This paper discusses the seasonal evolution of the hydrographic and biogeochemical properties in the Antarctic Circumpolar Current (ACC) during the US Joint Global Ocean Flux (JGOFS) Antarctic Environment and Southern Ocean Process Study (AESOPS) in 1997-1998. The location of the study region south of New Zealand along 170°W was selected based on the zonal orientation and meridional separation of the physical and chemical fronts found in that region. Here we endeavor to describe the seasonal changes of the macronutrients, fluorescence chlorophyll particulate organic carbon (POC), and carbon dioxide (CO2) in the upper 400 m of the ACC during the evolution of the seasonal phytoplankton bloom found in this area. While the ACC has extreme variability in the meridional sense (due to fronts, etc.), it appears to be actually quite uniform in the zonal sense. This is reflected by the fact that a good deal of the seasonal zonal changes in nutrients distributions at 170°W follow a pattern that reflects what would be expected if the changes are associated with seasonal biological productivity. Also at 170°W, the productivity of the upper waters does not appear to be limited by availability of phosphate or nitrate. While there is a significant decrease (or uptake) of inorganic nitrogen, phosphate and silicate associated with the seasonal phytoplankton bloom, none of the nutrients, except perhaps silicate (north of the silicate front) are actually depleted within the euphotic zone. At the end of the growing season, nutrient concentrations rapidly approached their pre-bloom levels. Inspection of the ratios of apparent nutrient drawdown near 64°S suggests N/P apparent drawdowns to have a ratio of ∼10 and N/Si apparent drawdowns to have a ratio of > 4. These ratios suggest a bloom that was dominated by Fe limited diatoms. In addition, the surface water in the Polar Front (PF) and the Antarctic Zone (AZ) just to the south of the PF take up atmospheric CO2 at a rate 2-3 times as fast as the mean global ocean rate during the summer season but nearly zero during the rest of year. This represents an important process for the transport of atmospheric CO2 into the deep ocean interior. Finally, the net CO2 utilization or the net community production during the 2.5 growing months between the initiation of phytoplankton blooms and mid-January increase southward from 1.5 mol Cm-2 at 55°S to 2.2 mol Cm-2 to 65°S across the Polar Frontal Zone (PFZ) into the AZ.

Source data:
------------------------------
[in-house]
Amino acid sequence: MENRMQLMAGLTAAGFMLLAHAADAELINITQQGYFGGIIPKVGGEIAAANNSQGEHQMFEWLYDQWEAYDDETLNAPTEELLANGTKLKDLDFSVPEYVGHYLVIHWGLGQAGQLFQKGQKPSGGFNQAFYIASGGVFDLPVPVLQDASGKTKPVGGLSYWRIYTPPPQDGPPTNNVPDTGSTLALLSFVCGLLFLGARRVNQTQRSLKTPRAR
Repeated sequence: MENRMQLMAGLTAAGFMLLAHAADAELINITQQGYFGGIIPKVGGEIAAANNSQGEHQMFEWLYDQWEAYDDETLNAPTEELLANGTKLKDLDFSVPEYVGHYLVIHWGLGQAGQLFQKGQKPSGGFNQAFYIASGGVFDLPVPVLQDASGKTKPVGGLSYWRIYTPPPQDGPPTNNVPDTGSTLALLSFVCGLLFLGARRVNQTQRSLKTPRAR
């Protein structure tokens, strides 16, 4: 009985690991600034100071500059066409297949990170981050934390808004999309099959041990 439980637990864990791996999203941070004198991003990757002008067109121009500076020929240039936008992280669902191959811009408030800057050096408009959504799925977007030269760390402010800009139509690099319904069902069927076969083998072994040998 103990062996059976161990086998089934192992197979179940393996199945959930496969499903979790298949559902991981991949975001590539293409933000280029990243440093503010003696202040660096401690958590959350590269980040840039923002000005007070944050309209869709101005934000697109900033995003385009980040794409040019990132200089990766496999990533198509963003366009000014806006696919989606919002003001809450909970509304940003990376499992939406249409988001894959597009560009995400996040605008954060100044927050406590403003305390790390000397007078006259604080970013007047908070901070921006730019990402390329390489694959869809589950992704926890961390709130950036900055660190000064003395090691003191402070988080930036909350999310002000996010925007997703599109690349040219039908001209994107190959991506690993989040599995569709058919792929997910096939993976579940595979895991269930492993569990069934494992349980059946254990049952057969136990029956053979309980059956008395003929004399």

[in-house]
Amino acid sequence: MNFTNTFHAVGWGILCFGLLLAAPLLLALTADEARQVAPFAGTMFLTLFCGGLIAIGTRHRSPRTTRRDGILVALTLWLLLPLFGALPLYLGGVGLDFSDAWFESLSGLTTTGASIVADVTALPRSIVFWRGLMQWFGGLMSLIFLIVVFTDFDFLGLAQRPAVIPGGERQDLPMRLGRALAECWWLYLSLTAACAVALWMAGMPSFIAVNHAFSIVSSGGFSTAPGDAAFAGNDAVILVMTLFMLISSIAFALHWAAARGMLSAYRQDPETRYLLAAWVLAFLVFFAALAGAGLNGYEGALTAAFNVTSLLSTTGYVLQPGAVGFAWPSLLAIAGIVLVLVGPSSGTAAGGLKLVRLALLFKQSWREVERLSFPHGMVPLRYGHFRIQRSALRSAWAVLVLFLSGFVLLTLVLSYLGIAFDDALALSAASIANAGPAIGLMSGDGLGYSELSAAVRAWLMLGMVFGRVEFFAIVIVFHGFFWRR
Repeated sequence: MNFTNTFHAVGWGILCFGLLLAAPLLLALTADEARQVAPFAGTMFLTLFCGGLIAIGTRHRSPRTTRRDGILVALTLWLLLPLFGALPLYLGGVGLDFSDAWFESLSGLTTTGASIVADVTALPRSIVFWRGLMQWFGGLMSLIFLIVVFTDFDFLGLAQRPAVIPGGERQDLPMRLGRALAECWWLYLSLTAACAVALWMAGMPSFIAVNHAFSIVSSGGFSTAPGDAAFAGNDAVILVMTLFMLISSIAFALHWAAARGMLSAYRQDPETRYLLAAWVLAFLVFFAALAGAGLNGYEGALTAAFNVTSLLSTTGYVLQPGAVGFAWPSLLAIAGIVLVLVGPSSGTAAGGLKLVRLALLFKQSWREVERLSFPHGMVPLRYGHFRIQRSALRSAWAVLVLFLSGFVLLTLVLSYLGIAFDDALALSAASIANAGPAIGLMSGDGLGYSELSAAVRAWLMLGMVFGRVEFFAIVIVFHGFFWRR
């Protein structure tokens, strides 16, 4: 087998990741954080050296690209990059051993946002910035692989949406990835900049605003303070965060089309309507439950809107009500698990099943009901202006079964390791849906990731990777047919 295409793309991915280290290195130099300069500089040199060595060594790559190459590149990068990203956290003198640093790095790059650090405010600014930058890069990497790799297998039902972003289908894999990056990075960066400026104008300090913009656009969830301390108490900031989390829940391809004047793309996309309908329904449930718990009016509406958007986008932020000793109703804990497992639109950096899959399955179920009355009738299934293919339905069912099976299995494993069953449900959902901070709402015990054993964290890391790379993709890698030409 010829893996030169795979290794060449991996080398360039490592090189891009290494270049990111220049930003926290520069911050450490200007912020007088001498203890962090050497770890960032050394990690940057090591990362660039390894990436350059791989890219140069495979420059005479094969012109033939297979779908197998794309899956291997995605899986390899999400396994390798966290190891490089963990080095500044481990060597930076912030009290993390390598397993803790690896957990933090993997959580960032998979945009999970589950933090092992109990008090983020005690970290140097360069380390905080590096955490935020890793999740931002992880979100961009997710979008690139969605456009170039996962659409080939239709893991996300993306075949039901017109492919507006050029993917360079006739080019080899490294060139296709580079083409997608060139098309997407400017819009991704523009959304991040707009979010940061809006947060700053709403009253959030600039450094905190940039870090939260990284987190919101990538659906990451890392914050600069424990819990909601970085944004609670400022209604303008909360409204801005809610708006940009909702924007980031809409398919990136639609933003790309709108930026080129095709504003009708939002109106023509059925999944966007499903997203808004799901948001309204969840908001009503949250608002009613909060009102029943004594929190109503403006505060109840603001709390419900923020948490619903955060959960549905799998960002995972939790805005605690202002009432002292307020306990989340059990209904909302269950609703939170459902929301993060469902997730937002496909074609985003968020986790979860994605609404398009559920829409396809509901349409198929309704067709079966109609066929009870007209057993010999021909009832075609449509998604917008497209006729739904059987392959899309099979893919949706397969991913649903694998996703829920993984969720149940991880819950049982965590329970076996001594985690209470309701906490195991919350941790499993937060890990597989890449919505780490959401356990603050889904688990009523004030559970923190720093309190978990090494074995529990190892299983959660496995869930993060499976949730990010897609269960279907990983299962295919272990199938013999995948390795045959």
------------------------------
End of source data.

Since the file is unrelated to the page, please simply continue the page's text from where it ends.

|Original language||English (US)|
|Number of pages||30|
|Journal||Deep-Sea Research Part II: Topical Studies in Oceanography|
|State||Published - 2001|
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